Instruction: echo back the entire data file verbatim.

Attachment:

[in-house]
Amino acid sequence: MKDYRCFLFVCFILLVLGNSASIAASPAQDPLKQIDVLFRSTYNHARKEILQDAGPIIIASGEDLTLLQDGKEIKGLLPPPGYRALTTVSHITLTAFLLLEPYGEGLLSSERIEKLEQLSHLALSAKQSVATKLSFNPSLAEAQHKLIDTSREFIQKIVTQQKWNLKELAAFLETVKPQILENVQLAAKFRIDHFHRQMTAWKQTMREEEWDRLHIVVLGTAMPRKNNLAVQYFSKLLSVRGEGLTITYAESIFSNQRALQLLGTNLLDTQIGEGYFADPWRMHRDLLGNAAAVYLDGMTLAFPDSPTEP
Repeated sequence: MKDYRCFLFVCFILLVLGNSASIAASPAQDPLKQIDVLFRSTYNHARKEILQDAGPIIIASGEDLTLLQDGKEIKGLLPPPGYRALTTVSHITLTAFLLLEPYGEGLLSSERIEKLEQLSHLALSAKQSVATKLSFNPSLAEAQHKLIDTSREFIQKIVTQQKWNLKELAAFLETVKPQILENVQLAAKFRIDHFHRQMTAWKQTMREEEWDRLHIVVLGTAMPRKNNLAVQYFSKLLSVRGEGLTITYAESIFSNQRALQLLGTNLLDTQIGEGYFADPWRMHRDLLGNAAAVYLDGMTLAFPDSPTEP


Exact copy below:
[in-house]
Amino acid sequence: MKDYRCFLFVCFILLVLGNSASIAASPAQDPLKQIDVLFRSTYNHARKEILQDAGPIIIASGEDLTLLQDGKEIKGLLPPPGYRALTTVSHITLTAFLLLEPYGEGLLSSERIEKLEQLSHLALSAKQSVATKLSFNPSLAEAQHKLIDTSREFIQKIVTQQKWNLKELAAFLETVKPQILENVQLAAKFRIDHFHRQMTAWKQTMREEEWDRLHIVVLGTAMPRKNNLAVQYFSKLLSVRGEGLTITYAESIFSNQRALQLLGTNLLDTQIGEGYFADPWRMHRDLLGNAAAVYLDGMTLAFPDSPTEP
Repeated sequence: MKDYRCFLFVCFILLVLGNSASIAASPAQDPLKQIDVLFRSTYNHARKEILQDAGPIIIASGEDLTLLQDGKEIKGLLPPPGYRALTTVSHITLTAFLLLEPYGEGLLSSERIEKLEQLSHLALSAKQSVATKLSFNPSLAEAQHKLIDTSREFIQKIVTQQKWNLKELAAFLETVKPQILENVQLAAKFRIDHFHRQMTAWKQTMREEEWDRLHIVVLGTAMPRKNNLAVQYFSKLLSVRGEGLTITYAESIFSNQRALQLLGTNLLDTQIGEGYFADPWRMHRDLLGNAAAVYLDGMTLAFPDSPTEP